Nanoleaf shapes: Bright light fantastic

Up until this month, I have to admit I’d never heard of the company Nanoleaf but my interest was piqued when the company’s New Zealand PR firm contacted me, offering some of the company’s funky light panels for review.

Some quick Googling told me that Nanoleaf was founded by Gimmy Chu, Tom Rodinger and Christian Yan in 2012, with the aim of “shaking up the lighting industry” and before too long some of the company’s hexagon, large triangle and small triangle panels landed at my door.

We initially decided to set up the Nanoleaf shapes in the hallway. I’m not sure why we picked there but it had a blank wall so I thought “Why not?”

Caveat: I will admit to being quite nervous about attaching them to our textured wallpaper, though. The quick start guide advises quite clearly against attaching them to textured or porous sufaces, like wallpaper, and given how incredibly sticky the adhesive on the mounting plates was, I can see why.

Anyway, after a couple of hours of committee deliberations, which involved laying out pattern formations on the floor [I really recommend this before fixing them to the wall] then affixing them to the wall [you have to apply pressure for 30 seconds to ensure they stick], the panels were up.

The panels join to each other using small clips that have a contact point at each end and you can connect any panel to another panel: The only limit is your imagination.

Each hexagon panel has several connection points so you can pretty much lay them out in any orientation you want. There’s a controller that snaps to one of the connection points which lets you control the functions if you don’t want to use the smartphone app.

You attach the 42Wpower supply to one of the connection points and then to a power socket. Each power supply will support upto 21 panels, each using 2W of power. There’s a cable hanging down so my suggestion is placing the panels somewhere where you can hide the wire with, say, a piece of furniture.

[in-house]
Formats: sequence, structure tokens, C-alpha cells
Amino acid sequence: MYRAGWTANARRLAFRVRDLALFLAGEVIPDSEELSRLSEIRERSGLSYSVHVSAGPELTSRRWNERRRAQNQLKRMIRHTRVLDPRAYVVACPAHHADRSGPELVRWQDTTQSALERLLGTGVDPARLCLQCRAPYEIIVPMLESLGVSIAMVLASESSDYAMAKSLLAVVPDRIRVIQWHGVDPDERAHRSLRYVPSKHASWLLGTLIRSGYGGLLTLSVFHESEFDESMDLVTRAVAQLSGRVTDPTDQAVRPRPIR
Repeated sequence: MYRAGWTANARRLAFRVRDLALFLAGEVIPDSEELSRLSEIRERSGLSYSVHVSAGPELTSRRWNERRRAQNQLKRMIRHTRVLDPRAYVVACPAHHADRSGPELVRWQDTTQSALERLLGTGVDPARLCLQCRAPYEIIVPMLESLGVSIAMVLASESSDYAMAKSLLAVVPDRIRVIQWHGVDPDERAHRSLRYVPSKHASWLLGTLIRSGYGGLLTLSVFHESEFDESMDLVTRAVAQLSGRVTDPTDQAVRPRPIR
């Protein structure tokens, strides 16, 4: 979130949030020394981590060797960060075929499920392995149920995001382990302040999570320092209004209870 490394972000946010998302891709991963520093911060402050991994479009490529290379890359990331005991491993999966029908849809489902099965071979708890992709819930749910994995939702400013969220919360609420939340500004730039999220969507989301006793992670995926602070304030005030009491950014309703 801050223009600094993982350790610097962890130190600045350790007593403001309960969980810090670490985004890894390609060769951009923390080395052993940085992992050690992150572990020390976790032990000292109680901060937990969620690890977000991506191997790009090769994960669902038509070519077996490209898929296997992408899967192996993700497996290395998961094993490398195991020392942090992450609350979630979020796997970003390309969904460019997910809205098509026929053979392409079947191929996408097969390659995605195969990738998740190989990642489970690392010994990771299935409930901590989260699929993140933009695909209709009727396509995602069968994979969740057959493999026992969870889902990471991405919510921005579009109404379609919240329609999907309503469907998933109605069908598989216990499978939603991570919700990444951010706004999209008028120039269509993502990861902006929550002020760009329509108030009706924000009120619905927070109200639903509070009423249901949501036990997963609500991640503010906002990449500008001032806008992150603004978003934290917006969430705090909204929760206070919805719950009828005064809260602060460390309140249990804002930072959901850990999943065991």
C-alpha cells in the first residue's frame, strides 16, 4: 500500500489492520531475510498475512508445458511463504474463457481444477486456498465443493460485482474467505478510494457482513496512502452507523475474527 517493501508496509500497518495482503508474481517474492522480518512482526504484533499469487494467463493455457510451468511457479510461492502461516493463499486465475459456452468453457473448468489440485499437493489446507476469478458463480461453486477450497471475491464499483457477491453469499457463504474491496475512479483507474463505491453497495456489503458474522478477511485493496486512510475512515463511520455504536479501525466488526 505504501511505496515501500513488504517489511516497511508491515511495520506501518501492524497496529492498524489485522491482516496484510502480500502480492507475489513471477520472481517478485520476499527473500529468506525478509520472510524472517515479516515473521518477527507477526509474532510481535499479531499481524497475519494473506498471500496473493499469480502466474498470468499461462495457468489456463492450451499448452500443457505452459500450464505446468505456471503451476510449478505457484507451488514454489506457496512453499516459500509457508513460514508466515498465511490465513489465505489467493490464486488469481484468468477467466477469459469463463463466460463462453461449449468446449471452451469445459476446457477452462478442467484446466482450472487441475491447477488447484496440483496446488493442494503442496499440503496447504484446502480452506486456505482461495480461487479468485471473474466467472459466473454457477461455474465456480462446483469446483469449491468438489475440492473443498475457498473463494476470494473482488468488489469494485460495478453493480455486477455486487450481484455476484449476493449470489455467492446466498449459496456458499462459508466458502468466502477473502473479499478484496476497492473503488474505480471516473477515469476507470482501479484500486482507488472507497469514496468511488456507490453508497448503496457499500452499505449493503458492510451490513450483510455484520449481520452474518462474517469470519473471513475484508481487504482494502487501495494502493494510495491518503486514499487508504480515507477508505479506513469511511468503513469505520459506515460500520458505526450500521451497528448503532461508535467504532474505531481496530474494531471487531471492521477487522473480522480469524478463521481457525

The panels went up and they looked great. It was time for bed.

The next day, though, I decided to move the panels from the hallway to my games room/study, mainly because I worried overnight that one of them would peel off, ripping the wallpaper with it. I noticed how sticky they were when I slowly peeled the mounting plate off the wall and I could see the wallpaper puling away from the wall slightly. Slow is the order of the day when removing the plates.

They’re now in a less public area of the house – the games room/study – should there be a mishap with the wallpaper, which, for my sake, I hope doesn’t happen.

Up and running, the panels look really neat and you can control them completely using the smartphone app. You can change colours, brightness and sequence patterns using the app or the controller and you can even make your own pattern then save it.

Pre-programmed light patterns include one based on the Aurora Borealis and another one the brilliant blues of the Mediterranean sea and Nanoleaf says they can display 16+ million colours and they also respond to touch and sound.

At one point, I had my games room bathed in a kaleidescope of light, different colours pulsating across the simplistic pattern, as the video below shows.

The Nanoleaf panels retail for between $120 and $350, depending on the kit you buy [available in New Zealand from Harvey Norman, Noel Leeming, JB Hifi, MightyApe and PB Tech] and they’re a pretty neat piece of kit if you want to funk up that game space or any other room that needs a bit of colour.

They’d also be just the ticket if you’re a streamer. Just remember what I said about the wallpaper, right?

A big thank you to Nanoleaf’s New Zealand PR team for providing the panels for review. Good on ‘ya, mates.

D-Link AX5400 (DIR-5460) Wi-fi 6 router review

Getting constantly reliable wireless speeds seems to be a life-long mission for many – me included – so when D-Link offered to send me one of its latest wi-fi 6 routers to test out, I jumped at the chance.

Looking like an alien spider that has been flipped onto its back, D-Link says its Exo AX5400 (DIR-5460) mesh wi-fi 6 router brings next-generation wireless to your home, supporting six simultaneous streams and unleashing “lightening fast wi-fi goodness” over larger areas than before.